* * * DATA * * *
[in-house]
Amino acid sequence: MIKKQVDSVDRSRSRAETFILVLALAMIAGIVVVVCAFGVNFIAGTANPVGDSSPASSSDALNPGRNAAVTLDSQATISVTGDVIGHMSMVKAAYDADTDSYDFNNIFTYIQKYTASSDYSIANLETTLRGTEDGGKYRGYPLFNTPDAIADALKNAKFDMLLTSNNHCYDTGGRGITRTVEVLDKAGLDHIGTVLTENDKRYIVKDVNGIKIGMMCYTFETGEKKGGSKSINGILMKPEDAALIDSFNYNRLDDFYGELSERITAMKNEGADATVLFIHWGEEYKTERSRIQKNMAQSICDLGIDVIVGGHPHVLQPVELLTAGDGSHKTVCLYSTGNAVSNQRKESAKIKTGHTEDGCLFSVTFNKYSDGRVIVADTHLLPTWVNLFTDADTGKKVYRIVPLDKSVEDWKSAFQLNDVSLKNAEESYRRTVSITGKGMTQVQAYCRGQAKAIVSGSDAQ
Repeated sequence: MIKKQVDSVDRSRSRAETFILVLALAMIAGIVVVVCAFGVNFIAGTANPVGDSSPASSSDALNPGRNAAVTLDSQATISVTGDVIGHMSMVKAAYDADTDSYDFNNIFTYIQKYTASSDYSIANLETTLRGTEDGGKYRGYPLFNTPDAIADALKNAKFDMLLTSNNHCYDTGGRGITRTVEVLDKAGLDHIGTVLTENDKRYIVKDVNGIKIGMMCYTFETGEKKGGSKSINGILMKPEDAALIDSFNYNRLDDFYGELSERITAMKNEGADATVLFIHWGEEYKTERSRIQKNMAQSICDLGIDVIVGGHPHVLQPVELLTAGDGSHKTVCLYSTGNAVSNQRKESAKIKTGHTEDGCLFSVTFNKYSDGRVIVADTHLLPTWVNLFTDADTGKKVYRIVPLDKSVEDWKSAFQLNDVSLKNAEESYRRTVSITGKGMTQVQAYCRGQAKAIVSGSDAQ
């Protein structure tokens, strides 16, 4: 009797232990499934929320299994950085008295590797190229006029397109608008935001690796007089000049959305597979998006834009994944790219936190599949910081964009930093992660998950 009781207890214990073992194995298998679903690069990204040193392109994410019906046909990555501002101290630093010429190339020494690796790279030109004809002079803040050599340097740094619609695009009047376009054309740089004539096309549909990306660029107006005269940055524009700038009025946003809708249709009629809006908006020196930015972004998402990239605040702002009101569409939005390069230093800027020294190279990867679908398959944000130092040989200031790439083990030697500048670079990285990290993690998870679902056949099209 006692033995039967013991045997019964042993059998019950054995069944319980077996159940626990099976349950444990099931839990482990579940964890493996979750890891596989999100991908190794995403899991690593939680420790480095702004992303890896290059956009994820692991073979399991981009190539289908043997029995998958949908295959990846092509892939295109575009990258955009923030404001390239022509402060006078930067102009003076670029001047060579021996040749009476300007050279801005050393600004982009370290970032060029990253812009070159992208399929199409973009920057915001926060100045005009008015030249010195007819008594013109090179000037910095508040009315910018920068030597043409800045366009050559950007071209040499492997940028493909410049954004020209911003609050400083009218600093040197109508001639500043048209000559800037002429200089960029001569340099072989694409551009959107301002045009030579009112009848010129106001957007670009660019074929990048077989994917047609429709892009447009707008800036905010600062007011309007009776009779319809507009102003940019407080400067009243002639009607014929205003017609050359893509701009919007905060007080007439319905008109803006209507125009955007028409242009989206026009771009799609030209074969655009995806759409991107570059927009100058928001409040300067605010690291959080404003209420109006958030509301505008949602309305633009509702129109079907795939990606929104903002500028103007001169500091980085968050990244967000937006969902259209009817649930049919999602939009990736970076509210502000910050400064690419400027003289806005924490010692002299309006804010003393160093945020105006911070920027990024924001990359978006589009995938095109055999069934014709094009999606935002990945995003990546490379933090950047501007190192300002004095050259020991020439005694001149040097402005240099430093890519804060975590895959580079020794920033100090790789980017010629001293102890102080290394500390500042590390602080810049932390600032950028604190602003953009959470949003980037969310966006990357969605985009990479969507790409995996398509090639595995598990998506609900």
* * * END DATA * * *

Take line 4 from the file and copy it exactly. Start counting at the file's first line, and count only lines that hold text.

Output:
């Protein structure tokens, strides 16, 4: 009797232990499934929320299994950085008295590797190229006029397109608008935001690796007089000049959305597979998006834009994944790219936190599949910081964009930093992660998950 009781207890214990073992194995298998679903690069990204040193392109994410019906046909990555501002101290630093010429190339020494690796790279030109004809002079803040050599340097740094619609695009009047376009054309740089004539096309549909990306660029107006005269940055524009700038009025946003809708249709009629809006908006020196930015972004998402990239605040702002009101569409939005390069230093800027020294190279990867679908398959944000130092040989200031790439083990030697500048670079990285990290993690998870679902056949099209 006692033995039967013991045997019964042993059998019950054995069944319980077996159940626990099976349950444990099931839990482990579940964890493996979750890891596989999100991908190794995403899991690593939680420790480095702004992303890896290059956009994820692991073979399991981009190539289908043997029995998958949908295959990846092509892939295109575009990258955009923030404001390239022509402060006078930067102009003076670029001047060579021996040749009476300007050279801005050393600004982009370290970032060029990253812009070159992208399929199409973009920057915001926060100045005009008015030249010195007819008594013109090179000037910095508040009315910018920068030597043409800045366009050559950007071209040499492997940028493909410049954004020209911003609050400083009218600093040197109508001639500043048209000559800037002429200089960029001569340099072989694409551009959107301002045009030579009112009848010129106001957007670009660019074929990048077989994917047609429709892009447009707008800036905010600062007011309007009776009779319809507009102003940019407080400067009243002639009607014929205003017609050359893509701009919007905060007080007439319905008109803006209507125009955007028409242009989206026009771009799609030209074969655009995806759409991107570059927009100058928001409040300067605010690291959080404003209420109006958030509301505008949602309305633009509702129109079907795939990606929104903002500028103007001169500091980085968050990244967000937006969902259209009817649930049919999602939009990736970076509210502000910050400064690419400027003289806005924490010692002299309006804010003393160093945020105006911070920027990024924001990359978006589009995938095109055999069934014709094009999606935002990945995003990546490379933090950047501007190192300002004095050259020991020439005694001149040097402005240099430093890519804060975590895959580079020794920033100090790789980017010629001293102890102080290394500390500042590390602080810049932390600032950028604190602003953009959470949003980037969310966006990357969605985009990479969507790409995996398509090639595995598990998506609900």